Never miss an update

Aigle Aiglentine Women Rubber Rubber Black Aigle Wellington Women Boots 3a35bf8

Never miss an update

Aigle Aiglentine Women Rubber Rubber Black Aigle Wellington Women Boots 3a35bf8 -

    Aigle Aiglentine Women Rubber Rubber Black Aigle Wellington Women Boots 3a35bf8
    Aigle Aiglentine Women Rubber Rubber Black Aigle Wellington Women Boots 3a35bf8
    Clarks Originals Clarkdale Tone Womens Dark Tan Leather Ankle Boots - 7 UK , Tommy Hilfiger Corporate Belt Rain Womens Black Wellington BootsIrregular Choice Miaow Black Pewter Womens Ankle BootsClarks**Un Ashburn Black Suede**Womens Slouchy Casual Ankle Boots UK3.5 RRP , Man/Woman Demonia RANGER-105 High-quality Modern design Famous store , Men/Women Demonia RIVAL-309 New Listing Attractive fashion Outstanding functionRTBU MAID'S (w/ Zip) 18cm Stiletto Handmade Boots Double Wrap Buckle StrapHogl black leather Swarovski embellished ankle boots, /RRP BNWB , Romika Varese N 13 Women Leather Matt Black Ankle Boots UK Size 3 - 8Riva Womens/Ladies Brio Zip Up Ankle Boots (FS3528) , Men's/Women's Gabor TESS GABOR ANKLE BOOT flagship store new Strong heat and heat resistance , The Little Mermaid Ursula Ariel WOMEN'S Martin Boots Disney Villains , Gentlemen/Ladies Ladies Remonte Chelsea Ankle Boot, R6478 Special purchase First grade in its class buy onlineGiani Bernini Womens Boelyn WC Closed Toe Knee High Fashion Boots , LADIES HI-TEC CAHA WP CHARCOAL VIOLA WATERPROOF VIBRAM WALKING HIKING BOOT , AUTHENTIC TODS LEATHER LONG BOOTS BROWN GRADE B USED -AT , Man's/Woman's Ladies Gabor Boots Style 51.702 Not so expensive Online Modern and elegant , RTBU DENZEL 20cm Platform Calf Boot Wedding Bride White Patent Custom Order , CLARKS Ignify Mid GTX Dark Brown Leather Women's HIKING Boots RRPKENDALL & KYLIE Laila Leather Boots - Black Size US 6M RRPMen/Women Demonia DYNAMITE-100 selling price real a wide variety of goods , BD42 WOMEN'S SHOES 36 SNEAKERS BALDININI BLACK LEATHER WEDGES 8 CM MADE IN ITALY , 15cm Platform Ankle Oxford Bootie Extreme Hi Heel Goth Runway Custom ColorLe Chameau Giverny Womens Black Rubber Wellington Boots , Womens Office Aloud Point Block Heel Boots WHITE PATENT Boots , Gentleman/Lady Ladies Van Dal Snow Boots 'Havelock' Quality products the most economical Pick up at the boutique , RTBU DENZEL 20cm Platform Diva Silk Satin Fetish Custom Calf BootMan's/Woman's Demonia CRAMPS-06 fashion First batch of customers ExportVersace 19.69 3104098 VERNICE AMARANTO boots Women's Multicolor AU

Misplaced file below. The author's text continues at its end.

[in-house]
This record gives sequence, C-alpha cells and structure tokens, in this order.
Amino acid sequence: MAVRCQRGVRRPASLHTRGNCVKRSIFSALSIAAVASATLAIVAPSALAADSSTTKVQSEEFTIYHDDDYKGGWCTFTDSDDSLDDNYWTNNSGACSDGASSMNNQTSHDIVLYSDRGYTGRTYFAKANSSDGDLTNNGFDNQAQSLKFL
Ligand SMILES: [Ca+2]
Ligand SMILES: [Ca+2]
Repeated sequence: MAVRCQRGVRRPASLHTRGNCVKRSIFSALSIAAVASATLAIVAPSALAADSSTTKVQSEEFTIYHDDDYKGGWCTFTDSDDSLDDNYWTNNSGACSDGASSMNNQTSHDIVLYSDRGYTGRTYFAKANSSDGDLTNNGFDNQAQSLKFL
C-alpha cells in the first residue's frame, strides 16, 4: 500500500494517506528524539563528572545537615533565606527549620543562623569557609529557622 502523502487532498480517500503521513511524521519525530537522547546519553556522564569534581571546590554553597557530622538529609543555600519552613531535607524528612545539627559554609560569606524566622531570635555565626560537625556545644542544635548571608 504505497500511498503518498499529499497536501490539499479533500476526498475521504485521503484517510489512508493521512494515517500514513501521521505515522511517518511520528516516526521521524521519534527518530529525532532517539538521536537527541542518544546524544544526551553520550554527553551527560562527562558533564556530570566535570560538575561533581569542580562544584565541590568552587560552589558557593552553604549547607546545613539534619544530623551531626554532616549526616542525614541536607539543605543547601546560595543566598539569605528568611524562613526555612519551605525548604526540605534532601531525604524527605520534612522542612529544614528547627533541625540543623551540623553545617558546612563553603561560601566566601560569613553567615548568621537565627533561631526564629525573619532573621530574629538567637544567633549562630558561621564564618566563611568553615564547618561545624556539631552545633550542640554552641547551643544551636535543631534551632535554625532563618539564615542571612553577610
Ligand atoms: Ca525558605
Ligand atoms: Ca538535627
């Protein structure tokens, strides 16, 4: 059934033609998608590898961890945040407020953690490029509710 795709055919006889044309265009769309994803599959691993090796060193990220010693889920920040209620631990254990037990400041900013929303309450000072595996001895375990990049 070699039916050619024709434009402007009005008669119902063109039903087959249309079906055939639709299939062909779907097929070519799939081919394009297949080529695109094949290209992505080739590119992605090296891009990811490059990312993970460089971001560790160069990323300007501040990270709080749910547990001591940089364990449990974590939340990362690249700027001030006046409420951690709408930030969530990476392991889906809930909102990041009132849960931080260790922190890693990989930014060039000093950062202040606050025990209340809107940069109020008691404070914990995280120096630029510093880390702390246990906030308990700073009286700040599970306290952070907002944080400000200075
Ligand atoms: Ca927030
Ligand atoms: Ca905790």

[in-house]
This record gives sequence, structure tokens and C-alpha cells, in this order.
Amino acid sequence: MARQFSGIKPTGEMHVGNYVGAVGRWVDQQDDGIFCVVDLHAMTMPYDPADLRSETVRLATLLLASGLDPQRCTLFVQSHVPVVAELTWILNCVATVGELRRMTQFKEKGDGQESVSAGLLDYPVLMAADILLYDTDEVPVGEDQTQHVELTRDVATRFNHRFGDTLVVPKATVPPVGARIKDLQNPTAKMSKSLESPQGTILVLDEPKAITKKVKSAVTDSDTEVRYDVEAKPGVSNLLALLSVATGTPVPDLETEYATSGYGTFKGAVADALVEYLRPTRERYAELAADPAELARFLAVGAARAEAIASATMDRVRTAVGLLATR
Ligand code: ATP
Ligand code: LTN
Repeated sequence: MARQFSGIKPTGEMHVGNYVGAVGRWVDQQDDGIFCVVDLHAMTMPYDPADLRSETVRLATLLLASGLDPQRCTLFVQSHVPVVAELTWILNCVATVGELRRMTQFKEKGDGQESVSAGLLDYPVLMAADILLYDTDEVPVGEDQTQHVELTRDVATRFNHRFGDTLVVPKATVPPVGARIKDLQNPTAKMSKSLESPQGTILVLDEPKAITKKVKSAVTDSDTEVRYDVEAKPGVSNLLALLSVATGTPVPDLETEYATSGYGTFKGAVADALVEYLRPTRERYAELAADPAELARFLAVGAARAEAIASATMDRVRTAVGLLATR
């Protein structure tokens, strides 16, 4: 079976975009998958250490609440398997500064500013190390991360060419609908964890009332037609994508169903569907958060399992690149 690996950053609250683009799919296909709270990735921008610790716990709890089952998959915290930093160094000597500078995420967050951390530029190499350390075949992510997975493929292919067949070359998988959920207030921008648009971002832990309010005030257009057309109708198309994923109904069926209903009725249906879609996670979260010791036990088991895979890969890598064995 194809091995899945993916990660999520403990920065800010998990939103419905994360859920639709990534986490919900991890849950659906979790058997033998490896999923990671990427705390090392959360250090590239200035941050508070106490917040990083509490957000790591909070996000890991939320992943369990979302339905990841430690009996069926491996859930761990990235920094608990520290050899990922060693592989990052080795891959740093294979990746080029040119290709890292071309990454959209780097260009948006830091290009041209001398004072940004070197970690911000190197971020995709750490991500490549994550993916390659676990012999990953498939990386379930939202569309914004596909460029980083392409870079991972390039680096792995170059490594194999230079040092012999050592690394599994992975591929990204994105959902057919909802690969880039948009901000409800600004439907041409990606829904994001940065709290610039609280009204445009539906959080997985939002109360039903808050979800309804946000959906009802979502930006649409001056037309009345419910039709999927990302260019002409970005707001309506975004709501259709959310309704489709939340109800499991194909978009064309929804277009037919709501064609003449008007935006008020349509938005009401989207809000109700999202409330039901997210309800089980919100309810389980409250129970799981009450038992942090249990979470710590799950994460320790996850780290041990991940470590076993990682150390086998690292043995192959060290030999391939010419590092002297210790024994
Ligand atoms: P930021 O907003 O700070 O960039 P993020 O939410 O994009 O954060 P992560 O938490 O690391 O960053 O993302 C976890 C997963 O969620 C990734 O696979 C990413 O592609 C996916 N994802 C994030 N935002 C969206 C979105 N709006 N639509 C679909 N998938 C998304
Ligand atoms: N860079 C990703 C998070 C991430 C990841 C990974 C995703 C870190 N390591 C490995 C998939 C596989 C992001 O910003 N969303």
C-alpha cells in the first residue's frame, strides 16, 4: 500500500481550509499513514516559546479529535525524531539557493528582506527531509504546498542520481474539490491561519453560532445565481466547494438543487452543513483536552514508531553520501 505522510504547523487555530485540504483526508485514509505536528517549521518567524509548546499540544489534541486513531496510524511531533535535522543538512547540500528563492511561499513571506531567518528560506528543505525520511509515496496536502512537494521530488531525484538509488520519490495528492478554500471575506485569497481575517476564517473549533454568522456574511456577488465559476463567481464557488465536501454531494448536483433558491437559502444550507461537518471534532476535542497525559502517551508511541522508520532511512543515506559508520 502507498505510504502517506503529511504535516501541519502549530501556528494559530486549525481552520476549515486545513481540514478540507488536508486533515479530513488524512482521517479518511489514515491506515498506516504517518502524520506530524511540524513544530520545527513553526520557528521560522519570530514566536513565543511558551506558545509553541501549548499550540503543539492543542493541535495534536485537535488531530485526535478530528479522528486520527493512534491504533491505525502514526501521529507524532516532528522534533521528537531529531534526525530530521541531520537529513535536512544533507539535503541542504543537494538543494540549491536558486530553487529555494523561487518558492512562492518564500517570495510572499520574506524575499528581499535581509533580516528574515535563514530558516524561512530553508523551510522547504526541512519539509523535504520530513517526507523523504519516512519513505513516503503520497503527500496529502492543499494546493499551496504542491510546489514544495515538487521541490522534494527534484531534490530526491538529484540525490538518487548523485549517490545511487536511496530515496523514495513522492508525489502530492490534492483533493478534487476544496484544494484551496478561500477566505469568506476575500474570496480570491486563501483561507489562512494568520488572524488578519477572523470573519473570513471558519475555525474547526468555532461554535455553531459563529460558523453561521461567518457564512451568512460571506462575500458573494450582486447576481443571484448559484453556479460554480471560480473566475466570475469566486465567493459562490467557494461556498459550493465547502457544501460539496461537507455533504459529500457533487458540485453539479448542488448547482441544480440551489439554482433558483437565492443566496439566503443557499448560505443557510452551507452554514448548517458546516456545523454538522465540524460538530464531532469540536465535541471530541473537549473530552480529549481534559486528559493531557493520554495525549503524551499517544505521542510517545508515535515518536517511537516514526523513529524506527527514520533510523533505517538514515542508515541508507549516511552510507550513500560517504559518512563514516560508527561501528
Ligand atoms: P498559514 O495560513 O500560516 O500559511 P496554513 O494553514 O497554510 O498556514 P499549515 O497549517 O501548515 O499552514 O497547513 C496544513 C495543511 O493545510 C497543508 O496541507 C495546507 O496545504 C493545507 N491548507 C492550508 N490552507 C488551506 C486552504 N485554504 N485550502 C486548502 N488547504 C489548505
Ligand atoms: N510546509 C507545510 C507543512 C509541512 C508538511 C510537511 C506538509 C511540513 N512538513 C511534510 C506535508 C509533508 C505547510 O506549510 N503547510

Aigle Aiglentine Women Rubber Rubber Black Aigle Wellington Women Boots 3a35bf8 ->Aigle Aiglentine Women Rubber Rubber Black Aigle Wellington Women Boots 3a35bf8 -